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Week #9: Why the Leading Breast Cancer for Husbands Book is Wrong. (And this post has boobs!)

Posted by on July 6, 2010

Chemo Round Three

They put the IV drip in for 4 hours of chemotherapy.
The chemo treatments on Tuesday and Wednesday are difficult as usual.   It doesn’t hurt much to get it, but seeing her get injected with the red chemo drugs and sitting in a chair with an IV makes me depressed.

I try to alleviate my depression with some shopping-therapy and take the girls and Trish to the nearby mall afterward.  We find some good stuff – nice costume jewelry for Trish and new shoes for the girls.

Emma and her multiple personalities.

The kids persevere

Our girls seem to be doing okay lately.   Lily in particular has been incredibly helpful feeding the dog and emptying the dishwasher.  She loves to assist me when I’m cooking.    They get great report cards, although Lily turned in almost no homework during the final quarter, which coincides with the breast cancer.

We take them to the second day of chemo, which is really just a quick injection.  From what I’ve read, it’s important that they see the medical facility and meet the nurses who care for Trisha.  It helps demystify their perception of the chemotherapy experience.   And, they like being able to comfort mom as she gets the shot.

No one can bear to look as they inject Trish.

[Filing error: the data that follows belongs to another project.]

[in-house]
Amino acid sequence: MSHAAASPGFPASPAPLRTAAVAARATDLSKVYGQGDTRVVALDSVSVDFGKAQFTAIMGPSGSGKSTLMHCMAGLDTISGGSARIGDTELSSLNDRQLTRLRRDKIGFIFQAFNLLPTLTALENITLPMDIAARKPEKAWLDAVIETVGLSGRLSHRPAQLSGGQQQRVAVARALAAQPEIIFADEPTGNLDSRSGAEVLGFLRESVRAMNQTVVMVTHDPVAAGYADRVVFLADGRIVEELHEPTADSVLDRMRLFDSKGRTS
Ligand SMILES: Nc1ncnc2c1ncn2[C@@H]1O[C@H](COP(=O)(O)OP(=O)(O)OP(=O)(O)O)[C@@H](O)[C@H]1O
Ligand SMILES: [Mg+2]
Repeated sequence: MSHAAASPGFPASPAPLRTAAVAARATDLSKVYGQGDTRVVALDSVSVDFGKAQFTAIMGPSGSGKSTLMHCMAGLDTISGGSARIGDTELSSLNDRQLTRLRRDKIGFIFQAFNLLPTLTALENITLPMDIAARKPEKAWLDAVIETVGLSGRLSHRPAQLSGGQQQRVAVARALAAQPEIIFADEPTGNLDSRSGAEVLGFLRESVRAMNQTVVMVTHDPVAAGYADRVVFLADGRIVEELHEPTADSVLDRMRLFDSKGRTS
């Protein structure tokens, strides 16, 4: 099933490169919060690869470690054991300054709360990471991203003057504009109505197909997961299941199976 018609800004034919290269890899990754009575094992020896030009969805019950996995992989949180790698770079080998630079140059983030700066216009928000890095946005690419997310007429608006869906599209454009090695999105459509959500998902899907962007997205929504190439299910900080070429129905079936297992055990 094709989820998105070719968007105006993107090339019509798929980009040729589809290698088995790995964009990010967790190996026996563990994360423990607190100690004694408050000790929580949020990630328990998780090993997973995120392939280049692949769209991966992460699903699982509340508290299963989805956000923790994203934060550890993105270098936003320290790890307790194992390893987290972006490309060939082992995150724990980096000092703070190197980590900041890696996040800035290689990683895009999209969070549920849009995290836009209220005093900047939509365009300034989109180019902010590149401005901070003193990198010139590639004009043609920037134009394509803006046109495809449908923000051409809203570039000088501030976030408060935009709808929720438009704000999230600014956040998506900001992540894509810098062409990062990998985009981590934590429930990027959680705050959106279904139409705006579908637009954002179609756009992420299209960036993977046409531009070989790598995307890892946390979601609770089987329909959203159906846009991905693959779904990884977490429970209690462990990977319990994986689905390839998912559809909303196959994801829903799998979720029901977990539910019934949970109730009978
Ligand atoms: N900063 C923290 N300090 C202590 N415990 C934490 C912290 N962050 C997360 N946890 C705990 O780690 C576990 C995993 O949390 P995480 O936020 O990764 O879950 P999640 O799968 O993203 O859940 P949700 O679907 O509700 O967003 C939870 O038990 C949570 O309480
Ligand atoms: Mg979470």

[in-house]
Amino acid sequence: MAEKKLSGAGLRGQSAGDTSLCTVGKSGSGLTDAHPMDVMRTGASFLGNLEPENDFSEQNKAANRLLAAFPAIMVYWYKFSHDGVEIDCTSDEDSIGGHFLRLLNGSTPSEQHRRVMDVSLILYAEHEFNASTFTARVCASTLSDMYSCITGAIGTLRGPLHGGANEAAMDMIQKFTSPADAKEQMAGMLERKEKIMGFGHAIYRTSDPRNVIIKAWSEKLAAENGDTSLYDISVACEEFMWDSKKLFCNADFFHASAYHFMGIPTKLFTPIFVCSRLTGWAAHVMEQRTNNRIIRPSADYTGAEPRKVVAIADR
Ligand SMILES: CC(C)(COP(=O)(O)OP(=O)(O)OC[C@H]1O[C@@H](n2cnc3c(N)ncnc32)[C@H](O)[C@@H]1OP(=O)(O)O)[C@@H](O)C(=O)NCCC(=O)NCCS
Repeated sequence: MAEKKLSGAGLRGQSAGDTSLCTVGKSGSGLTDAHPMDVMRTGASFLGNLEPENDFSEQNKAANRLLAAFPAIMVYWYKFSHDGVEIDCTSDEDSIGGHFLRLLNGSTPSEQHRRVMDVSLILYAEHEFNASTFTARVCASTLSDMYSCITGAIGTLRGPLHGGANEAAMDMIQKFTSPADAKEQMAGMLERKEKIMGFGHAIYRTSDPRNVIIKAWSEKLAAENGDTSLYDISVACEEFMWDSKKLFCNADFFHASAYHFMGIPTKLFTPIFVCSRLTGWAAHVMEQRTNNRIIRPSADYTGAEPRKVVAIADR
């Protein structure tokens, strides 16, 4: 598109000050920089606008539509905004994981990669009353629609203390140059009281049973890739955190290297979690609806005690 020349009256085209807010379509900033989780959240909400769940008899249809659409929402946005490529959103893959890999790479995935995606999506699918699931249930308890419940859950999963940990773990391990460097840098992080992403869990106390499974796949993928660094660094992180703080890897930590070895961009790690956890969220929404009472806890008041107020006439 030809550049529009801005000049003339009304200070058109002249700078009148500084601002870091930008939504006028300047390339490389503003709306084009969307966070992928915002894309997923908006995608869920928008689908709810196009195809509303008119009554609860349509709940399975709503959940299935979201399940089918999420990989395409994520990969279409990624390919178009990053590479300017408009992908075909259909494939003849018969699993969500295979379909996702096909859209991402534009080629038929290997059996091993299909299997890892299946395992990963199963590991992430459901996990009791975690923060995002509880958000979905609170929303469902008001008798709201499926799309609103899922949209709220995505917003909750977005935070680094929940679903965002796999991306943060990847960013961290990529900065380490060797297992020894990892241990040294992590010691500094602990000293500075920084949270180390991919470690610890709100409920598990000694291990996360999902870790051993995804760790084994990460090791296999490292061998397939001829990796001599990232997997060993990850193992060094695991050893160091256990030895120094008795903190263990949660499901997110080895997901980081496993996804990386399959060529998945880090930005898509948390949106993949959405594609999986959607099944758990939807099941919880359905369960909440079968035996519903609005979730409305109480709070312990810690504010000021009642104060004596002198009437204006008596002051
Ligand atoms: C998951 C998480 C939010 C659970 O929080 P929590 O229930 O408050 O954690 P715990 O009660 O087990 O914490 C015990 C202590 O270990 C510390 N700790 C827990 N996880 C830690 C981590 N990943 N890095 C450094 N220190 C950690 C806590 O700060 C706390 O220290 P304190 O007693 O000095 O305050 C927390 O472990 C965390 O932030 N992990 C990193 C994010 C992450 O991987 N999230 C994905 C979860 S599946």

There are a lot of books about cancer for kids.  We found two really good ones, one each for Emma and Lily that are age appropriate. When Mommy Had A Mastectomy is easily readable to Lily, but includes lots of pictures and tells a loving stort.    The Year My Mother Was Bald is more factual, but also told from the point of view of the kid, and was devoured by Emma in one night.

A visit from Becky and GaGa

By Thursday morning Trish is feeling crappy and hits the couch, where she will remain for most of the next four days.  Her mom and one of her sisters arrive early in the morning on a red-eye to spend a few days with her and help us with the girls.

Suzanne and Becky take the kids to movies, playgrounds, and the pool for the next few days, which is a huge relief to me.  It’s difficult enough caring for Trish, but when the girls see her really sick, they can freak-out and be difficult to console.  It’s really helpful to have them busy.

Thursday night is, sadly, our worst night since she started Chemo.  She is completely dizzy and so nauseous that she dry-heaves multiple times, and spends a long time over the toilet.  It subsides enough for her to sleep.  

I’m really frustrated because we did everything the same as we did last time, when she fared much better.  At a check-up the following week, the nurses suggest that low-blood pressure and lack of fluids may have contributed.